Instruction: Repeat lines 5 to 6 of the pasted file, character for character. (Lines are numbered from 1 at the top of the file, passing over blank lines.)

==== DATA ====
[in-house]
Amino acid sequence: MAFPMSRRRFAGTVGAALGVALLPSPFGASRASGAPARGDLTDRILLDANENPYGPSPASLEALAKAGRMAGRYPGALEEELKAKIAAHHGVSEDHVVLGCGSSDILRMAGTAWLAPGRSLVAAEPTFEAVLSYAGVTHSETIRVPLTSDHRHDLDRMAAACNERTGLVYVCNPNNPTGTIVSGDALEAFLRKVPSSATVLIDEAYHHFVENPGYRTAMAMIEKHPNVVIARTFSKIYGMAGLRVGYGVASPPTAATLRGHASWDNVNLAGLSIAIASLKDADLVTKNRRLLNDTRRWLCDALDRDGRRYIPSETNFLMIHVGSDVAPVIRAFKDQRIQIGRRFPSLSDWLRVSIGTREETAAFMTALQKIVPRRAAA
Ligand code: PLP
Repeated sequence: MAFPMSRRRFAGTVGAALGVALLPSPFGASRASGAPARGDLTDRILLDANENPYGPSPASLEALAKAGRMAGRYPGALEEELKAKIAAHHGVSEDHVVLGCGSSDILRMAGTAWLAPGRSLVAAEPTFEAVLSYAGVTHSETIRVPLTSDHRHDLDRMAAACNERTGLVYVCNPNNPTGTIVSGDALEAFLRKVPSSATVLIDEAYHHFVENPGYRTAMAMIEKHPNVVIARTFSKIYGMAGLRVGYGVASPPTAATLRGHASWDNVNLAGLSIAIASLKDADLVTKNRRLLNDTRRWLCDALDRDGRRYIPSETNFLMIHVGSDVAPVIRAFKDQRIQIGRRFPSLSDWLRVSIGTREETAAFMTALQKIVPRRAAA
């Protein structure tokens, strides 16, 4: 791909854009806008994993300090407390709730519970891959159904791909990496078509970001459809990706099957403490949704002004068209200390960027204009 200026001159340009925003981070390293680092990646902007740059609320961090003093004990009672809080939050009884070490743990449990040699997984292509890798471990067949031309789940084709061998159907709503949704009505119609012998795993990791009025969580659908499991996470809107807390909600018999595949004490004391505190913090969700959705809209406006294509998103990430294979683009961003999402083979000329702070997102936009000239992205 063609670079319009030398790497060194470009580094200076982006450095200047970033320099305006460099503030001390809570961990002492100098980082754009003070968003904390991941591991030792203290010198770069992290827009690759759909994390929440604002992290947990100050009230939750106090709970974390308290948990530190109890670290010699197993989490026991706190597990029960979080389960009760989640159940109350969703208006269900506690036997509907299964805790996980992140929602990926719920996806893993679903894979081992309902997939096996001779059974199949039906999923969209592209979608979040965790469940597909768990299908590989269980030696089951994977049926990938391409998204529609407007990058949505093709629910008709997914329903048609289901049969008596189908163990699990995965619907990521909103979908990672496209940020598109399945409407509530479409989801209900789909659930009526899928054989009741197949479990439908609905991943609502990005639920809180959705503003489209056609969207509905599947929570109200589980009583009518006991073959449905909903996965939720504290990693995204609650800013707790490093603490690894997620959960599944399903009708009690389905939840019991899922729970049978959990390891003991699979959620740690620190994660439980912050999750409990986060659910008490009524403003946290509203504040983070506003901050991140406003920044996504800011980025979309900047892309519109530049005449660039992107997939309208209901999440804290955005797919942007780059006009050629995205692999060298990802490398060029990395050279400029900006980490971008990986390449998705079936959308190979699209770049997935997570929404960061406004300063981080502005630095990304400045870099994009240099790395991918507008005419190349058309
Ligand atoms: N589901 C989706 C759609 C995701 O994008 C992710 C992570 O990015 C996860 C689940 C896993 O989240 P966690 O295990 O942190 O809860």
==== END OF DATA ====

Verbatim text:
């Protein structure tokens, strides 16, 4: 791909854009806008994993300090407390709730519970891959159904791909990496078509970001459809990706099957403490949704002004068209200390960027204009 200026001159340009925003981070390293680092990646902007740059609320961090003093004990009672809080939050009884070490743990449990040699997984292509890798471990067949031309789940084709061998159907709503949704009505119609012998795993990791009025969580659908499991996470809107807390909600018999595949004490004391505190913090969700959705809209406006294509998103990430294979683009961003999402083979000329702070997102936009000239992205 063609670079319009030398790497060194470009580094200076982006450095200047970033320099305006460099503030001390809570961990002492100098980082754009003070968003904390991941591991030792203290010198770069992290827009690759759909994390929440604002992290947990100050009230939750106090709970974390308290948990530190109890670290010699197993989490026991706190597990029960979080389960009760989640159940109350969703208006269900506690036997509907299964805790996980992140929602990926719920996806893993679903894979081992309902997939096996001779059974199949039906999923969209592209979608979040965790469940597909768990299908590989269980030696089951994977049926990938391409998204529609407007990058949505093709629910008709997914329903048609289901049969008596189908163990699990995965619907990521909103979908990672496209940020598109399945409407509530479409989801209900789909659930009526899928054989009741197949479990439908609905991943609502990005639920809180959705503003489209056609969207509905599947929570109200589980009583009518006991073959449905909903996965939720504290990693995204609650800013707790490093603490690894997620959960599944399903009708009690389905939840019991899922729970049978959990390891003991699979959620740690620190994660439980912050999750409990986060659910008490009524403003946290509203504040983070506003901050991140406003920044996504800011980025979309900047892309519109530049005449660039992107997939309208209901999440804290955005797919942007780059006009050629995205692999060298990802490398060029990395050279400029900006980490971008990986390449998705079936959308190979699209770049997935997570929404960061406004300063981080502005630095990304400045870099994009240099790395991918507008005419190349058309
Ligand atoms: N589901 C989706 C759609 C995701 O994008 C992710 C992570 O990015 C996860 C689940 C896993 O989240 P966690 O295990 O942190 O809860």